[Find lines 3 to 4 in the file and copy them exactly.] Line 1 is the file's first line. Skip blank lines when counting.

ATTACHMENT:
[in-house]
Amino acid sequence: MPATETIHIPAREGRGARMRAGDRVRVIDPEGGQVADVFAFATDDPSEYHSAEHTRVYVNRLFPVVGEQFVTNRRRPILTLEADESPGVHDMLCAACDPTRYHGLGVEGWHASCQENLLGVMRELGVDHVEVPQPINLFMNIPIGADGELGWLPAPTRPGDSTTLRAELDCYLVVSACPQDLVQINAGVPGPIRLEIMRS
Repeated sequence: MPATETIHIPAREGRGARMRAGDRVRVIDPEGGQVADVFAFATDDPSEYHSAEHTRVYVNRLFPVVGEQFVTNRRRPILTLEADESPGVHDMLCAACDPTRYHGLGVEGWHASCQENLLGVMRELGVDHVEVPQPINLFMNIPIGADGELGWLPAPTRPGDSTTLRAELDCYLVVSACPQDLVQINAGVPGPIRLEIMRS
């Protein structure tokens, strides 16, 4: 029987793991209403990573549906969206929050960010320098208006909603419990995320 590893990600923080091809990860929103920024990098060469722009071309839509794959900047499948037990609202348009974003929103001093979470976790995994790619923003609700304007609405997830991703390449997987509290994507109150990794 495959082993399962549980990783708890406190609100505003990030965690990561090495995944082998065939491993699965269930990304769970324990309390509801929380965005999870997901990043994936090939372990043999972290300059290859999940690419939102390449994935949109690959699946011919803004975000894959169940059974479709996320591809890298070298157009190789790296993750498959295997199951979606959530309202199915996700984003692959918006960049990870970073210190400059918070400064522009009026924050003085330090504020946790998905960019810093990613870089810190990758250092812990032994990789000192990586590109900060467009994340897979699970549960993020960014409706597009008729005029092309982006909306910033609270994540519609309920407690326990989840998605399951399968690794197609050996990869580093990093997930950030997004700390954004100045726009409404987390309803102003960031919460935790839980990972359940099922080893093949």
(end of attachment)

Repeated sequence: MPATETIHIPAREGRGARMRAGDRVRVIDPEGGQVADVFAFATDDPSEYHSAEHTRVYVNRLFPVVGEQFVTNRRRPILTLEADESPGVHDMLCAACDPTRYHGLGVEGWHASCQENLLGVMRELGVDHVEVPQPINLFMNIPIGADGELGWLPAPTRPGDSTTLRAELDCYLVVSACPQDLVQINAGVPGPIRLEIMRS
């Protein structure tokens, strides 16, 4: 029987793991209403990573549906969206929050960010320098208006909603419990995320 590893990600923080091809990860929103920024990098060469722009071309839509794959900047499948037990609202348009974003929103001093979470976790995994790619923003609700304007609405997830991703390449997987509290994507109150990794 495959082993399962549980990783708890406190609100505003990030965690990561090495995944082998065939491993699965269930990304769970324990309390509801929380965005999870997901990043994936090939372990043999972290300059290859999940690419939102390449994935949109690959699946011919803004975000894959169940059974479709996320591809890298070298157009190789790296993750498959295997199951979606959530309202199915996700984003692959918006960049990870970073210190400059918070400064522009009026924050003085330090504020946790998905960019810093990613870089810190990758250092812990032994990789000192990586590109900060467009994340897979699970549960993020960014409706597009008729005029092309982006909306910033609270994540519609309920407690326990989840998605399951399968690794197609050996990869580093990093997930950030997004700390954004100045726009409404987390309803102003960031919460935790839980990972359940099922080893093949």